'Making A Murderer’s Brendan Dassey Is Filing A Request To Be Pardoned
Attorney Laura Nirider announced on Oct. 2 that Making a Murderer subject Brendan Dassey is requesting clemency from Wisconsin's new Democratic governor, as reported by CBS News. "We're filing a petition for executive clemency with Governor Tony Evers of Wisconsin," Dassey's lawyer Nirider told the news outlet. "This is his best shot, and the moment is now. The moment is now for Brendan to come home." Executive clemency refers to the power of a president or governor to pardon a person convicted of a crime or shorten the sentence to be served, per Cornell Law School's website. (Bustle reached out to Dassey's lawyer and Gov. Evers for further comment, but did not immediately hear back.)
The 29-year-old Dassey is asking for a pardon, which would result in his release from prison, as well as a shortening of his remaining sentence, according to CBS News. Dassey has so far spent 13 years in prison after he confessed to aiding his uncle, Steven Avery, in the 2005 murder of photographer Teresa Halbach. Both Dassey and Avery were sentenced to life in prison in 2007, after they were convicted of Halbach's murder. As shown in the 2016 Netflix true crime docuseries, critics of Dassey's conviction, as well as his lawyers, claim the then-16-year-old was allegedly coerced into a false confession, which investigators allegedly obtained without a lawyer or parent present.
Dassey recalled his 2006 confession, claiming that investigators "got into [his] head," during a new episode of Jason Flom's Wrongful Conviction podcast published on Oct. 2. "I just wanted it all over with, so I said whatever they wanted to hear, you know? . . . I thought, anything I can do to help them, you know, I would," Dassey told Flom in his first interview since going to prison.
"When Brendan Dassey was in special education, he was in 10th grade, he required an aide to sit next to him in the classroom to help him understand the teachers' spoken sentences…" Nirider explained in her Oct. 2 interview with CBS. "Then shift him into the interrogation room where he was barraged with 1,500 questions over 3.5 hours … You don't have to be a lawyer to understand how an interrogation like that would overwhelm someone like Brendan Dassey."
Dassey's clemency application reportedly included a handwritten note to Evers in which he congratulated the governor, who took office in January, on his election, per NBC News. Dassey also listed things he enjoys including Pokémon and hamburgers and drew a pair of hearts with the word "hugs" in one and "love" in the other. "I am writing to ask for a pardon because I am innocent and want to go home," Dassey wrote in the letter, according to NBC.
Evers re-started Wisconsin's pardons board this year after his Republican predecessor, former governor Scott Walker ended it in 2011. The Washington Post reported, however, that to be considered for a pardon, applicants must have completed their prison sentences. Anyone not meeting that criteria will be rejected as ineligible with no review, according to the newspaper.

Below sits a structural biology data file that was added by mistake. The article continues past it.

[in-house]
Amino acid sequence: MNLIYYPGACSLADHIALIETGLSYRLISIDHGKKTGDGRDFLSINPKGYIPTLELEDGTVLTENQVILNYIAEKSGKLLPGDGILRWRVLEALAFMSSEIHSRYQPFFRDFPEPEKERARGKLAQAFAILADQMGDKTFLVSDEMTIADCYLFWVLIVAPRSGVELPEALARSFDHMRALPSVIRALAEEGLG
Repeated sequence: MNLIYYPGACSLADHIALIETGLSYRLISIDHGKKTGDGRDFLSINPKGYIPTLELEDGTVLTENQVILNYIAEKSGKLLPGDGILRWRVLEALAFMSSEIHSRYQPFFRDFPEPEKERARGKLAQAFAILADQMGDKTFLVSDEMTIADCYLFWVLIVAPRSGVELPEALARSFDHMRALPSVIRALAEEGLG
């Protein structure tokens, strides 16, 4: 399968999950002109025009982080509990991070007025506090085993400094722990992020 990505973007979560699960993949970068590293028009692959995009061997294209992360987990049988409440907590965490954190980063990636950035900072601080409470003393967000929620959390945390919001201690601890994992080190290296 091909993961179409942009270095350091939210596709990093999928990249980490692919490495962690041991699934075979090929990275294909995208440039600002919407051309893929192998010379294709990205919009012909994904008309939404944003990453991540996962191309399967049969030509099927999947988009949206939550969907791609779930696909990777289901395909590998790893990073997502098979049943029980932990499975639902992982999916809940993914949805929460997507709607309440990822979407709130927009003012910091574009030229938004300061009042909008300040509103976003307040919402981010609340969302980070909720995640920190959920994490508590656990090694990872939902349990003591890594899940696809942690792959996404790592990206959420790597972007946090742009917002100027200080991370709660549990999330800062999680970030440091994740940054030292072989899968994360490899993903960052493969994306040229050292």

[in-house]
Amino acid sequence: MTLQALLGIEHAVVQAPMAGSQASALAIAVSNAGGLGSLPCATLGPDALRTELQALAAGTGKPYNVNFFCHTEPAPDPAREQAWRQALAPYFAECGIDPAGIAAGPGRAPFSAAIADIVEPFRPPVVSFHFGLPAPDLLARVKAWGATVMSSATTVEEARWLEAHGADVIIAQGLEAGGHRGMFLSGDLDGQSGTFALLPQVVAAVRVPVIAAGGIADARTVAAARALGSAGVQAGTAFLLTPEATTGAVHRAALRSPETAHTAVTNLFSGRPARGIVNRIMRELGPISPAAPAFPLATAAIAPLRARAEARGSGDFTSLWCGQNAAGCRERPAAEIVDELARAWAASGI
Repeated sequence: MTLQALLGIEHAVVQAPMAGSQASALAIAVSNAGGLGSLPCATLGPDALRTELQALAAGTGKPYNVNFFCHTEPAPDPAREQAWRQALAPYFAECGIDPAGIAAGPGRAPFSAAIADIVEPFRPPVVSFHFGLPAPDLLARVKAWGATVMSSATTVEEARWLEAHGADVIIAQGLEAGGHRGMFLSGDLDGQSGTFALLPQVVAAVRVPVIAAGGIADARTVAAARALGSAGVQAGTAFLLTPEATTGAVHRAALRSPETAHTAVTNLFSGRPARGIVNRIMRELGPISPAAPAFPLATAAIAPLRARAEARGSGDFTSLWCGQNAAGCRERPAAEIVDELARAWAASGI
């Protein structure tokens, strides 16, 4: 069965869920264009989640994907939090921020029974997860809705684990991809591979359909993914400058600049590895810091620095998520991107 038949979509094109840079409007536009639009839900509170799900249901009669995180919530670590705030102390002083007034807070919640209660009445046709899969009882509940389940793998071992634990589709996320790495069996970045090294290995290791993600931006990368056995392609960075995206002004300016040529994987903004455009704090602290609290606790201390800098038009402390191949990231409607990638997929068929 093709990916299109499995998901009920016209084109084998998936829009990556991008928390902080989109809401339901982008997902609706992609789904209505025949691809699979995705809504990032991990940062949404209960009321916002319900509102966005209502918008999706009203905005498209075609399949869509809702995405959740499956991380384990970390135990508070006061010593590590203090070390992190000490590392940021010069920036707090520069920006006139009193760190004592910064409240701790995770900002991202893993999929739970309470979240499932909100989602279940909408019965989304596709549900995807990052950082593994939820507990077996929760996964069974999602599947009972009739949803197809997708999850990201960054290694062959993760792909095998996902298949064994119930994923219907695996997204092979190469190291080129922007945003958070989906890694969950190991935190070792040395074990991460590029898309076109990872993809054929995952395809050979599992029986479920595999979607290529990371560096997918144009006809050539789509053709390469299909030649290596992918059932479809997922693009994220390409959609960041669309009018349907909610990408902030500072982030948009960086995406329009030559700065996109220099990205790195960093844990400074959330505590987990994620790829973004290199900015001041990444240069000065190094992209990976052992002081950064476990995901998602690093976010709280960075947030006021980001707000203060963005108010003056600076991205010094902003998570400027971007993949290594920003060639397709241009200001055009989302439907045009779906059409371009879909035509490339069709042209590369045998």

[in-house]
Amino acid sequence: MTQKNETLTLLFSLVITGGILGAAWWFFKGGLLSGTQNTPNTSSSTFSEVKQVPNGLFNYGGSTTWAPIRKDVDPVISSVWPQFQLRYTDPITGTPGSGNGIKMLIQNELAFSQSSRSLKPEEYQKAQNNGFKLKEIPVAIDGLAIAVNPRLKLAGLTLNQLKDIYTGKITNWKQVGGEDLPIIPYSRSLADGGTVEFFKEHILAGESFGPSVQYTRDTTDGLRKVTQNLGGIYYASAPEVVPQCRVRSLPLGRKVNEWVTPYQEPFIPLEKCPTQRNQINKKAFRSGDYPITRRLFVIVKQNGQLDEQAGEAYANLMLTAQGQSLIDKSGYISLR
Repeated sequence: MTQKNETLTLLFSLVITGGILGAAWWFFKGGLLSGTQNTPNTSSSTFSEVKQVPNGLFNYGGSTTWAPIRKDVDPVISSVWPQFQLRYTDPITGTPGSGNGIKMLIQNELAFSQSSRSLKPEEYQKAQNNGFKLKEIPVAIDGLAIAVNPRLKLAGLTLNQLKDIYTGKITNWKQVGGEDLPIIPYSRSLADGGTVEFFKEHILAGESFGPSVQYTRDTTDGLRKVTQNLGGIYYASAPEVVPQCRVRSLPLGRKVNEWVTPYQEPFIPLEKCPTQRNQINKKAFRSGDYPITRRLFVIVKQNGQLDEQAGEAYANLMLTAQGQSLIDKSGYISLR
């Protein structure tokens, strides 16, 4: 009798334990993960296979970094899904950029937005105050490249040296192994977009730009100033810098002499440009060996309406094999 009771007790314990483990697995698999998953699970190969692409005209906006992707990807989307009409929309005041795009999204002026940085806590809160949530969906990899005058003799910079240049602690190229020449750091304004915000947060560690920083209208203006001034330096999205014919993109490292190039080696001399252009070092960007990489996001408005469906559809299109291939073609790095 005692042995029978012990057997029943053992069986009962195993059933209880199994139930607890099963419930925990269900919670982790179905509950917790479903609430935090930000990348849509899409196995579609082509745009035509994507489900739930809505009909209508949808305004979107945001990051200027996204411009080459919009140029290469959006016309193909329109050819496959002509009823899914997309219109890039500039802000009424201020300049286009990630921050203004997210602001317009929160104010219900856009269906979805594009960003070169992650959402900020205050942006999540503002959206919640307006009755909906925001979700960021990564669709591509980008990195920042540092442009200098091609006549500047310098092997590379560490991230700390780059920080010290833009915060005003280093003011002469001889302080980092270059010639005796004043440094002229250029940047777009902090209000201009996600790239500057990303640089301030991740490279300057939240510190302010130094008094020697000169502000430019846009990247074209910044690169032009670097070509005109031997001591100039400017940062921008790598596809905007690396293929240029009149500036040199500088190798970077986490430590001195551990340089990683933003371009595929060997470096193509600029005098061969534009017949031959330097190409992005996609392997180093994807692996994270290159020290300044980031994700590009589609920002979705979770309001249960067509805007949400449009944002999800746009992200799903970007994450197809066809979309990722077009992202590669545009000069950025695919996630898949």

Nirider told reporters at an Oct. 2 news conference in Wisconsin that she hopes Evers will make an exception for Dassey. “What we're hoping to do is to take this moment to ask the governor to hold off, to look at this case as a perfect example for that kind of relief,” she said during the press conference, per The Washington Post. "We look forward to working with Governor Evers to help him understand this case, to help him see that it's time to bring Brendan home."
Following years of appeals and legal battles, an order from the governor seems to be one of Dassey's few current option for release, according to Nirider. In 2016, a judge overturned Dassey's conviction on murder and sexual assault charges and ordered he be freed from prison, according to The New York Times. Days before his scheduled release, however, an appeals court blocked the judges decision and mandated Dassey remain in prison. The following year in 2017, a federal appeals court upheld Dassey's conviction. After the United States Supreme Court declined to hear Dassey's appeal in 2018, his legal options have remained limited.
Dassey's uncle Avery is currently serving a life sentence for the crime, according to NBC Chicago, and his lawyer Kathleen Zellner has filed several appeals in court. On Aug. 8, 2019, a Wisconsin judge denied Avery's motion to receive a new trial, as reported by NBC26 Green Bay. "The court finds that the defendant has failed to meet his burden to establish that Wis. Stats. 968.205 was violated or his constitutional rights were violated," the court record stated, according to the NBC station. The Guardian reported on Sept. 28 that Avery and Zellner plan to file an appeal for post-conviction relief on Monday, Oct. 14.
During Flom's podcast, Dassey asked his supporters to "keep fighting for him for me." For now, though, his fate seems to be in the hands of Governor Evers.